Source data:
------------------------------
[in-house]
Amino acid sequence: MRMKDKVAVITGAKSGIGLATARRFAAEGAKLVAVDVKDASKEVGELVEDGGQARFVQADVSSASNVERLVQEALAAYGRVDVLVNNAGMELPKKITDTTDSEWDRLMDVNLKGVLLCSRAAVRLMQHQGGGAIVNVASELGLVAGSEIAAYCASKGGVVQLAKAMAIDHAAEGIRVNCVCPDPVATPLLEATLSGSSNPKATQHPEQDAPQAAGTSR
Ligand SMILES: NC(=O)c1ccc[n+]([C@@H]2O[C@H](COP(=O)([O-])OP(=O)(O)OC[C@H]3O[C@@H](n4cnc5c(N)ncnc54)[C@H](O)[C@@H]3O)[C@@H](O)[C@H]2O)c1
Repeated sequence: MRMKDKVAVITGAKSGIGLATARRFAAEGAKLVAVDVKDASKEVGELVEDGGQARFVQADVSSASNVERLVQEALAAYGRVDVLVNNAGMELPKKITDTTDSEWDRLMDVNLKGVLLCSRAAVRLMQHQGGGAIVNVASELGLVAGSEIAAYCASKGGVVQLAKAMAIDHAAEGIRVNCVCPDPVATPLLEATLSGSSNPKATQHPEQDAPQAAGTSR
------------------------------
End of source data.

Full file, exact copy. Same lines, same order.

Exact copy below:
[in-house]
Amino acid sequence: MRMKDKVAVITGAKSGIGLATARRFAAEGAKLVAVDVKDASKEVGELVEDGGQARFVQADVSSASNVERLVQEALAAYGRVDVLVNNAGMELPKKITDTTDSEWDRLMDVNLKGVLLCSRAAVRLMQHQGGGAIVNVASELGLVAGSEIAAYCASKGGVVQLAKAMAIDHAAEGIRVNCVCPDPVATPLLEATLSGSSNPKATQHPEQDAPQAAGTSR
Ligand SMILES: NC(=O)c1ccc[n+]([C@@H]2O[C@H](COP(=O)([O-])OP(=O)(O)OC[C@H]3O[C@@H](n4cnc5c(N)ncnc54)[C@H](O)[C@@H]3O)[C@@H](O)[C@H]2O)c1
Repeated sequence: MRMKDKVAVITGAKSGIGLATARRFAAEGAKLVAVDVKDASKEVGELVEDGGQARFVQADVSSASNVERLVQEALAAYGRVDVLVNNAGMELPKKITDTTDSEWDRLMDVNLKGVLLCSRAAVRLMQHQGGGAIVNVASELGLVAGSEIAAYCASKGGVVQLAKAMAIDHAAEGIRVNCVCPDPVATPLLEATLSGSSNPKATQHPEQDAPQAAGTSR